After a holiday in Canada when we stayed with a friend in the Laurentian mountains surrounded by Betula papyrifera, the paper bark birch, we just had to have one in the garden when we returned home. For a few years it has had the tan bark on the left, but this winter it decided to get rid of its tan coat and emerge pristine white, it is beautiful.

Betula ermanii

Three more young trees at the side of the drive are Betula ermanii, they are still wearing their juvenile coats of browny grey, but hopefully, by next year they will have discarded  them and replaced them with the beautiful creamy white bark that they wear in adulthood.

Silver birch seedling

A silver birch seedling arrived unannounced in the garden about 10 yrs ago and was allowed to stay. It is now a fully grown tree and its bark is quite fissured and cracked which means that quite a few insects are able to live in them. This tree is just by the back door and birds are always found hopping around and exploring all the crevices for food. The silver birch is the best tree for wildlife in the UK after the English Oak.

Red stemmed Cornus

You didn’t think I could do a post about coloured bark without including my red stemmed cornus, Cornus alba sibirica Westonbirt, did you?! With coppicing the bushes we are getting more and more stems each year with bright lipstick red bark. They certainly brighten up a dull day at the side of the driveway and lift the spirits until the snowdrop season starts properly in just a few weeks time.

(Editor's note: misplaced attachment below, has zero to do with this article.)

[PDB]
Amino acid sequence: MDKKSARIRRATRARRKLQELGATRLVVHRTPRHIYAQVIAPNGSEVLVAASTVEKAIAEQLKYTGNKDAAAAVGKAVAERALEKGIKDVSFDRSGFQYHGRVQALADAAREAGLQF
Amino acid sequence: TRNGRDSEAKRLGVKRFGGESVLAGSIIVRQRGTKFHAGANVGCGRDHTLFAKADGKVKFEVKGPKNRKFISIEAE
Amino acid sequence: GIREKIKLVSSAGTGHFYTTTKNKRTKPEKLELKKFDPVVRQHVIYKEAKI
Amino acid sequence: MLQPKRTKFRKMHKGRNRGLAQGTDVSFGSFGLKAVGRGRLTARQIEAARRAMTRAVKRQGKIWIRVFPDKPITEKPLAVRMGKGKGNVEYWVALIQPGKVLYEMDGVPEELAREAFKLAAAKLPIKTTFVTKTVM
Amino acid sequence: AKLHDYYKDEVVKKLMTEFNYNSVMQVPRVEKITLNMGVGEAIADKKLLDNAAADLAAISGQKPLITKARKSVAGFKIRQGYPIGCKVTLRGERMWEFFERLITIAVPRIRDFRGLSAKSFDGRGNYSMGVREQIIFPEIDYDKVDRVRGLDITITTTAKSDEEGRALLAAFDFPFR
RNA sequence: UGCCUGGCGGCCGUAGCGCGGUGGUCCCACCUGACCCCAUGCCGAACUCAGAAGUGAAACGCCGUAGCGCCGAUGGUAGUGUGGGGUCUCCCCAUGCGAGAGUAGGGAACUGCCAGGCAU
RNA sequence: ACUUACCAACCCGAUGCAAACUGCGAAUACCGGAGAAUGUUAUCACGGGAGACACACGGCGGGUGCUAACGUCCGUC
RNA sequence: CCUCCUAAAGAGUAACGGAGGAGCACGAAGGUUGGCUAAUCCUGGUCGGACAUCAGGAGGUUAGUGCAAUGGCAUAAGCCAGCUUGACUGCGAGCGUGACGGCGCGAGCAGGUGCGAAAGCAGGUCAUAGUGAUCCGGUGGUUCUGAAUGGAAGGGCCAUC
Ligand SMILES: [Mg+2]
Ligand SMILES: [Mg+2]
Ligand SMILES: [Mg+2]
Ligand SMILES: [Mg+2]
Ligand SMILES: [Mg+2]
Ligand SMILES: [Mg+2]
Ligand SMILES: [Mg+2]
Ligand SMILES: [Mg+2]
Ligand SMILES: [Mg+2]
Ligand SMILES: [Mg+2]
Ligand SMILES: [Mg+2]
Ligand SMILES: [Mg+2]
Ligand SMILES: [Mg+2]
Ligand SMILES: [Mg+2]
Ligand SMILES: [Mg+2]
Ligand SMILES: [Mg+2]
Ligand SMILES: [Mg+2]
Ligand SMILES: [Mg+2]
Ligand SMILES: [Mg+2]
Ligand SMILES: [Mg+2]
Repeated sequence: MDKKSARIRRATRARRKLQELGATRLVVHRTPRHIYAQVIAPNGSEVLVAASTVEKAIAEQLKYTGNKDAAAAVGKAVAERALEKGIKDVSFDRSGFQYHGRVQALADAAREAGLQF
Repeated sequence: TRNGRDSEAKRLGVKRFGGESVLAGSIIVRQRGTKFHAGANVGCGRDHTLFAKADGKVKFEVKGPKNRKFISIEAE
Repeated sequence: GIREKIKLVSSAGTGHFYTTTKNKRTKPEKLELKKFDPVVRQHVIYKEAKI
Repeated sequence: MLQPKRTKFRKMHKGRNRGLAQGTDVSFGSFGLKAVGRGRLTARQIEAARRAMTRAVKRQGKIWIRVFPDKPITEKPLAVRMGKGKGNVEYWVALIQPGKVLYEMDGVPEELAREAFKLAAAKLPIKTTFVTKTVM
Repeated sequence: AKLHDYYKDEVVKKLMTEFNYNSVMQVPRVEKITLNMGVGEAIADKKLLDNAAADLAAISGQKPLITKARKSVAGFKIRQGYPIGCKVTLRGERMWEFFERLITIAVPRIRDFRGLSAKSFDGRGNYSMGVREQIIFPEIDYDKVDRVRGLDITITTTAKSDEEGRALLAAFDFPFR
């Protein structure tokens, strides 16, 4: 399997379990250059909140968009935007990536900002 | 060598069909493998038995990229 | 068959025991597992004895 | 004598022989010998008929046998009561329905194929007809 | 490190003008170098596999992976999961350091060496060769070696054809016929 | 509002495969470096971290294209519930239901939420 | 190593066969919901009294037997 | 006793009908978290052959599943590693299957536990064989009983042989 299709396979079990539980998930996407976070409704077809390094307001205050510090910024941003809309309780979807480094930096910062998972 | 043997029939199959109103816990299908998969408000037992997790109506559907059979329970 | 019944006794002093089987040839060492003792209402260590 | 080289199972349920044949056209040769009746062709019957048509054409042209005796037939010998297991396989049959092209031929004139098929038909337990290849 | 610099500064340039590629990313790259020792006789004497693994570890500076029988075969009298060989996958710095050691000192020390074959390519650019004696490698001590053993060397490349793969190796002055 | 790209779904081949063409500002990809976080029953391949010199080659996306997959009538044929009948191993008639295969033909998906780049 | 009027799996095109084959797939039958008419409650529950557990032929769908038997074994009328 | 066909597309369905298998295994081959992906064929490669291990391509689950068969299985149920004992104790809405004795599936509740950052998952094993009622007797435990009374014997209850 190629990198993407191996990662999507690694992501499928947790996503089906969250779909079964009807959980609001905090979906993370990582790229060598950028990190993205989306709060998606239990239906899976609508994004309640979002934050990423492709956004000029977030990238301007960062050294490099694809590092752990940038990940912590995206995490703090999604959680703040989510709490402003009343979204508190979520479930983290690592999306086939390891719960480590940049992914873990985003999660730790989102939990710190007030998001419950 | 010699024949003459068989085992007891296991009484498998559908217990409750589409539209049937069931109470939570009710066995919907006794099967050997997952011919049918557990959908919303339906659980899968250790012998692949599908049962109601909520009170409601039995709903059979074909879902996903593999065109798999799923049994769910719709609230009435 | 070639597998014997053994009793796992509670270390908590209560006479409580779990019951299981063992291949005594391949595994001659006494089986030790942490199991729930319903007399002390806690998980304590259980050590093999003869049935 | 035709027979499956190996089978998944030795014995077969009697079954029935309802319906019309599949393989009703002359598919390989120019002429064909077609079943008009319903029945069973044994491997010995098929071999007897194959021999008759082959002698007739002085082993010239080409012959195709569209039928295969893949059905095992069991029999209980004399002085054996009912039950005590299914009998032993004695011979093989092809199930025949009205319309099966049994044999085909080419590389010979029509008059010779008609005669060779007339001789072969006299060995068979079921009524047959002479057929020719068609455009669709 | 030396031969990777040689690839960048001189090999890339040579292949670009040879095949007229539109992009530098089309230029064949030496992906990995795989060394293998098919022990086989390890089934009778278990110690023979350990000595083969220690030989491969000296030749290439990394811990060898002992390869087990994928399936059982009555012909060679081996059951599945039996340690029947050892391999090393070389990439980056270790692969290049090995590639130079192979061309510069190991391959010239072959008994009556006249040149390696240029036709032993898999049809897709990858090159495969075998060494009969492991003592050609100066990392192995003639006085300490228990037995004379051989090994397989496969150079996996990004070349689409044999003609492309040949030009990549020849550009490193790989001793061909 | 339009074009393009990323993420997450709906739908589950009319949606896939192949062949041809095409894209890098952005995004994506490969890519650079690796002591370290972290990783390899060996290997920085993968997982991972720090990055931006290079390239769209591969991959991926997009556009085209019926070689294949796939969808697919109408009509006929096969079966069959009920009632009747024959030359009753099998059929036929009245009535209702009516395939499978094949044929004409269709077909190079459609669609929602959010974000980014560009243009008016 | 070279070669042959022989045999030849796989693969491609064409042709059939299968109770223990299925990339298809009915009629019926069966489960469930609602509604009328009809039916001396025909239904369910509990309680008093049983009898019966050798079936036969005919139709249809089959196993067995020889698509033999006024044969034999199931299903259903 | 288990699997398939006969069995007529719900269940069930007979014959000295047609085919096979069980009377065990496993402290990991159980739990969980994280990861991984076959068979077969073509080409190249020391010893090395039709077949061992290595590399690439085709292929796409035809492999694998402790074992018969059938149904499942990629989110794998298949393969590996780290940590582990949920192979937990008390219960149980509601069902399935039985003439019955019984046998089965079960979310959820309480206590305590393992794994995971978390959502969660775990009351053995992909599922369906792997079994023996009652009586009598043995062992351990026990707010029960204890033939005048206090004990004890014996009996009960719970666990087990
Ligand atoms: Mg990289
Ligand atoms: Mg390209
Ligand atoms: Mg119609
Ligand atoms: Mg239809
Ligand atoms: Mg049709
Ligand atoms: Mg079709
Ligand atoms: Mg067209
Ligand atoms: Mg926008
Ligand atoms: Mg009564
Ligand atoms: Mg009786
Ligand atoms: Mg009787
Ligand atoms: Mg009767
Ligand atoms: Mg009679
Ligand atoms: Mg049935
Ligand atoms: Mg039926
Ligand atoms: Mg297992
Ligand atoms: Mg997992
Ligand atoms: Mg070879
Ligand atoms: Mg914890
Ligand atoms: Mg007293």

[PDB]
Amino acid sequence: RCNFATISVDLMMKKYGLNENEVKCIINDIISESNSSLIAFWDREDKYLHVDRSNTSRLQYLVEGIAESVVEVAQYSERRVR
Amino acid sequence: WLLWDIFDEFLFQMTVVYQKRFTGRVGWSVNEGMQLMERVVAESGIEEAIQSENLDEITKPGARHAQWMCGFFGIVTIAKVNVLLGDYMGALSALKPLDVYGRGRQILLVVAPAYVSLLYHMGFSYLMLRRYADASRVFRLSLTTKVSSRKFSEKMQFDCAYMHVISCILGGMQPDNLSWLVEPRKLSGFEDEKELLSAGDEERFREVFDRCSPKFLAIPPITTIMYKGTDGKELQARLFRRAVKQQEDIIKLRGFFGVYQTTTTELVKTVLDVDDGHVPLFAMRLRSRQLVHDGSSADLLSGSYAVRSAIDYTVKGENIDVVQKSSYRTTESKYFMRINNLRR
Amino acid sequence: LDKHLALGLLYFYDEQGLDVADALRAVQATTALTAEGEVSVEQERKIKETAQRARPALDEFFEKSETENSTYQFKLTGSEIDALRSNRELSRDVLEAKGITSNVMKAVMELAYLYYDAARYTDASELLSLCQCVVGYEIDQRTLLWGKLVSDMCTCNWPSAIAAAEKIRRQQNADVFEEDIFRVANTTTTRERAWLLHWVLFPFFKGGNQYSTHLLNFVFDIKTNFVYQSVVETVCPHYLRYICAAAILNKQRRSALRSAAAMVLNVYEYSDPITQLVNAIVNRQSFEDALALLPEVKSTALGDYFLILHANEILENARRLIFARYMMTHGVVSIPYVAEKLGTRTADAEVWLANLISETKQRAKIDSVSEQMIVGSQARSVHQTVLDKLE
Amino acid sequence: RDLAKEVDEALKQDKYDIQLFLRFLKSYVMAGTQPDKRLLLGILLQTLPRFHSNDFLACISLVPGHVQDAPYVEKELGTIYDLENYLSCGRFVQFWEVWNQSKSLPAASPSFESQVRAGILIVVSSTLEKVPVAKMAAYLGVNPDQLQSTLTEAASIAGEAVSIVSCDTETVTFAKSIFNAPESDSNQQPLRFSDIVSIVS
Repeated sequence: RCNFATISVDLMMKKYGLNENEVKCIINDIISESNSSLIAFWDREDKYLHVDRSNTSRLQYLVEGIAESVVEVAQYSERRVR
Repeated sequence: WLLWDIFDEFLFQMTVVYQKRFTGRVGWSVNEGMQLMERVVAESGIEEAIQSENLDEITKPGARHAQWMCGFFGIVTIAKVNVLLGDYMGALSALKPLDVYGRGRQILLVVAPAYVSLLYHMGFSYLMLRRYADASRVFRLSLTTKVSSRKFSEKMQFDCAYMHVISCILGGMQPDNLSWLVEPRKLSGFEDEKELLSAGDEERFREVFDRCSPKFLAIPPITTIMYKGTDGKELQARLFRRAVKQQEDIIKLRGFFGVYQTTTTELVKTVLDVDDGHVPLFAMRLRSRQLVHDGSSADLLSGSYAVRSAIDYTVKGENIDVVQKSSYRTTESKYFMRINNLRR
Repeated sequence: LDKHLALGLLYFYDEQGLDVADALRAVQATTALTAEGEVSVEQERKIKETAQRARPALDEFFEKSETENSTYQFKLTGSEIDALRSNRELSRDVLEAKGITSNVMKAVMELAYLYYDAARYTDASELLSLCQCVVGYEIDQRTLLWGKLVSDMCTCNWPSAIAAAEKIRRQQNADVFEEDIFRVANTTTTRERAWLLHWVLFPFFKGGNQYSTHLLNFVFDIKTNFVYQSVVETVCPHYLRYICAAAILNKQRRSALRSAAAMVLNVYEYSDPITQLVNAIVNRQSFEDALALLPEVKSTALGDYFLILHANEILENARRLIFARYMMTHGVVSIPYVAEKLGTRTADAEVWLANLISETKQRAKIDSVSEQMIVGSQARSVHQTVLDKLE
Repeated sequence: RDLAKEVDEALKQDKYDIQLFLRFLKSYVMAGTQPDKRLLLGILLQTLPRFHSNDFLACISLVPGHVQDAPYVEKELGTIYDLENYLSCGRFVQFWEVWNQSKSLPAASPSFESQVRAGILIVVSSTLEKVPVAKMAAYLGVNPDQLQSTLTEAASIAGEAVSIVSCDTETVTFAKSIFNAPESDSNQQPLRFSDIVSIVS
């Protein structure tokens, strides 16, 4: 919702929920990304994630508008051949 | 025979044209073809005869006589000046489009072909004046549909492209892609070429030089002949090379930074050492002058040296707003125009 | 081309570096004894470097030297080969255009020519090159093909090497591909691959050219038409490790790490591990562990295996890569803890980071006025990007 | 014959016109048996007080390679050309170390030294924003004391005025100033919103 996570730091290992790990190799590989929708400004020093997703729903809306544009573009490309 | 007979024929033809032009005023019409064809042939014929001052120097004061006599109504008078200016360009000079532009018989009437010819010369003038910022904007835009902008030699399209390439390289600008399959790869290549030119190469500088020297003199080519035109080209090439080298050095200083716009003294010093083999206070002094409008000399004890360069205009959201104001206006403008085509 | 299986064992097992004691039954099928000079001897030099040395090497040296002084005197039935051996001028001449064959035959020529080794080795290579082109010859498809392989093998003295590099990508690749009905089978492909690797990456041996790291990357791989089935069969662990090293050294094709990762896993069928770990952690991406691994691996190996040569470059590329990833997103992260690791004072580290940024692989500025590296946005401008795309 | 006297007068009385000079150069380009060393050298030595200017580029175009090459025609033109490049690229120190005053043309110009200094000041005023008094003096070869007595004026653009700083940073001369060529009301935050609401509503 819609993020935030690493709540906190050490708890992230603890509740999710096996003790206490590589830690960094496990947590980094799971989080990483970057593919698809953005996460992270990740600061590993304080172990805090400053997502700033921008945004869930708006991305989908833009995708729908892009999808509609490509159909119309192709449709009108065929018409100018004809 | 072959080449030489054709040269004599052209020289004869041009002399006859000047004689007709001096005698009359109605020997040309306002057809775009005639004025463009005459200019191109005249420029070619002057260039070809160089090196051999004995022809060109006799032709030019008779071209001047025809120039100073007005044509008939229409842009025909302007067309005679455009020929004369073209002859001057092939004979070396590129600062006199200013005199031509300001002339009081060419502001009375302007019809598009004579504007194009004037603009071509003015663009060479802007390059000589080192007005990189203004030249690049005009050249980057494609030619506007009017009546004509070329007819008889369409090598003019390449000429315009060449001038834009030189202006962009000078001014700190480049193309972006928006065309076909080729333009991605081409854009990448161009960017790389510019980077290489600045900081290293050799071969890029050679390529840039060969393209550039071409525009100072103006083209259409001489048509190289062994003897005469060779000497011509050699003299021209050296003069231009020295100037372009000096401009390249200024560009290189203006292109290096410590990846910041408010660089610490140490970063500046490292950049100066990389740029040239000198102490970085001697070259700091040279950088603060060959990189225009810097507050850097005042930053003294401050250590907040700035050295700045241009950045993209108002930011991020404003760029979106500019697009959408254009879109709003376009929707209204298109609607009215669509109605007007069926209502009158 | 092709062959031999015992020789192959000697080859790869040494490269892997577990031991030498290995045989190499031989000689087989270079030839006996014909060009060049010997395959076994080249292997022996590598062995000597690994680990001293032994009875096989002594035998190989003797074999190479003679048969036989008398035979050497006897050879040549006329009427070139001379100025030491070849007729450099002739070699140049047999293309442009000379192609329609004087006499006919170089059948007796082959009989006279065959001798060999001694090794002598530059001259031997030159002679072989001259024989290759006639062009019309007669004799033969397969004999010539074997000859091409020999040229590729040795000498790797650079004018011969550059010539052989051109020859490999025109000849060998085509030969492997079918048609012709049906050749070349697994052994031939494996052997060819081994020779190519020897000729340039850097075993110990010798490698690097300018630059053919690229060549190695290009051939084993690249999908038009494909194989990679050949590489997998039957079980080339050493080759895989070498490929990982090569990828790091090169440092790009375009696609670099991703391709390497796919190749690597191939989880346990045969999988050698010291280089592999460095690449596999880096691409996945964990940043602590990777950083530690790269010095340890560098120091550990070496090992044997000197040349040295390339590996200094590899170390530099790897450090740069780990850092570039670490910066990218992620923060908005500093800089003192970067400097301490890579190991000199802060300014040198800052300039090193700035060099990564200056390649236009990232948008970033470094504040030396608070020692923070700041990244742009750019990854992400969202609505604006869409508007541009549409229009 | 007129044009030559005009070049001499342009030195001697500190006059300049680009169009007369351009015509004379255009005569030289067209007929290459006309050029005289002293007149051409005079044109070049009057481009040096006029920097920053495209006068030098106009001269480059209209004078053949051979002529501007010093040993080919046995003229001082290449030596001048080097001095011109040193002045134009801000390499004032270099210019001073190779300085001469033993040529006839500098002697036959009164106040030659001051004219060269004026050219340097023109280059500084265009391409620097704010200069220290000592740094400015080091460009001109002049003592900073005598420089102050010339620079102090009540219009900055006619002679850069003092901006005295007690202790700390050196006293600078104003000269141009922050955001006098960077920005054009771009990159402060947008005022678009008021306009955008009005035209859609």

It was good being tempted out into the garden to take the photos for this post, I wouldn’t have found the blackbirds nest if I hadn’t. The weather today is what I would call raw, cold with wind coming from the north but rain definitely on the way. At least when the weather is bad I can enjoy the coloured bark of my shrubs and trees from the warmth of the house!



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24 Responses to Barking up the right tree!

  1. Cathy says:

    What a lovely informative post, Pauline, and what a lovely selection of trees you have in your garden – makes me wonder if I should have been more adventurous when I planted our little bit of woodland in 2000, but no, at the time I wanted traditional woodland trees and that’s what I planted, so no regrets!

    • Pauline says:

      Hi Cathy, I agree to traditional woodland trees in a woodland, just the three close ups of oak, ash and chestnut are in the woodland here, the rest are in different borders round the garden. From a very early age I have loved trees and the more I learn about them, the more precious they become.

  2. Liz says:

    Hi Pauline,

    Lovely variety of trees; I loved to see gnarled and weirdly shaped trunks, although I would like to have a go at writing on some silver birch bark! 😀

    • Pauline says:

      Must have a go Liz, at sending messages on birch bark!! So many times we have seen amazing faces in bark on trees, wonderful how they swirl around and make beautiful patterns.